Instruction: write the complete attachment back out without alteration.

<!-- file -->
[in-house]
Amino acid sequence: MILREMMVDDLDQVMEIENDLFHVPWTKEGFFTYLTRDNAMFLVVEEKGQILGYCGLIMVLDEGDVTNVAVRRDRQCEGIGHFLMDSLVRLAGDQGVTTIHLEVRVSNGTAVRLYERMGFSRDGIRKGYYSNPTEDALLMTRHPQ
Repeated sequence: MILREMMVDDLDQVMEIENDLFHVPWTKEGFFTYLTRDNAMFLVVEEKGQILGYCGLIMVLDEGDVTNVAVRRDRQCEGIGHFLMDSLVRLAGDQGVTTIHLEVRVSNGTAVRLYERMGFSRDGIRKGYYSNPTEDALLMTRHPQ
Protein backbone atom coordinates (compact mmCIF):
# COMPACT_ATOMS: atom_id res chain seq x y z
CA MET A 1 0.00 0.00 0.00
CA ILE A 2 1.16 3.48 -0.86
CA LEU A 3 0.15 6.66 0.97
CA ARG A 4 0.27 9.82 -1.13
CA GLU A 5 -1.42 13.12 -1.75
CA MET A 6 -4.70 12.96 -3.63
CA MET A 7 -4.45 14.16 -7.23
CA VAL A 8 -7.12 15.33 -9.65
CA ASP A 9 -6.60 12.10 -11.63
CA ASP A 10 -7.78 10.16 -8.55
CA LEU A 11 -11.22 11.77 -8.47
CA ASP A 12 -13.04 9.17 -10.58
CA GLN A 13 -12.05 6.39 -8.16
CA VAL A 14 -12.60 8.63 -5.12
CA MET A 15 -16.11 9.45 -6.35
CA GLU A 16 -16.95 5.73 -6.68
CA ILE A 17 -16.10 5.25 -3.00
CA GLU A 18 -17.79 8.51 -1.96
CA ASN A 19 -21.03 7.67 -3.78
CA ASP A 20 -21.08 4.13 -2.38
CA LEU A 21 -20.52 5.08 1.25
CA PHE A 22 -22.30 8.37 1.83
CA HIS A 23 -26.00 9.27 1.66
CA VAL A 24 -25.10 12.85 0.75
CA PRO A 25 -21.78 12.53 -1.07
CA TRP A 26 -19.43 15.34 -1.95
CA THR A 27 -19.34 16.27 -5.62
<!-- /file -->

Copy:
[in-house]
Amino acid sequence: MILREMMVDDLDQVMEIENDLFHVPWTKEGFFTYLTRDNAMFLVVEEKGQILGYCGLIMVLDEGDVTNVAVRRDRQCEGIGHFLMDSLVRLAGDQGVTTIHLEVRVSNGTAVRLYERMGFSRDGIRKGYYSNPTEDALLMTRHPQ
Repeated sequence: MILREMMVDDLDQVMEIENDLFHVPWTKEGFFTYLTRDNAMFLVVEEKGQILGYCGLIMVLDEGDVTNVAVRRDRQCEGIGHFLMDSLVRLAGDQGVTTIHLEVRVSNGTAVRLYERMGFSRDGIRKGYYSNPTEDALLMTRHPQ
Protein backbone atom coordinates (compact mmCIF):
# COMPACT_ATOMS: atom_id res chain seq x y z
CA MET A 1 0.00 0.00 0.00
CA ILE A 2 1.16 3.48 -0.86
CA LEU A 3 0.15 6.66 0.97
CA ARG A 4 0.27 9.82 -1.13
CA GLU A 5 -1.42 13.12 -1.75
CA MET A 6 -4.70 12.96 -3.63
CA MET A 7 -4.45 14.16 -7.23
CA VAL A 8 -7.12 15.33 -9.65
CA ASP A 9 -6.60 12.10 -11.63
CA ASP A 10 -7.78 10.16 -8.55
CA LEU A 11 -11.22 11.77 -8.47
CA ASP A 12 -13.04 9.17 -10.58
CA GLN A 13 -12.05 6.39 -8.16
CA VAL A 14 -12.60 8.63 -5.12
CA MET A 15 -16.11 9.45 -6.35
CA GLU A 16 -16.95 5.73 -6.68
CA ILE A 17 -16.10 5.25 -3.00
CA GLU A 18 -17.79 8.51 -1.96
CA ASN A 19 -21.03 7.67 -3.78
CA ASP A 20 -21.08 4.13 -2.38
CA LEU A 21 -20.52 5.08 1.25
CA PHE A 22 -22.30 8.37 1.83
CA HIS A 23 -26.00 9.27 1.66
CA VAL A 24 -25.10 12.85 0.75
CA PRO A 25 -21.78 12.53 -1.07
CA TRP A 26 -19.43 15.34 -1.95
CA THR A 27 -19.34 16.27 -5.62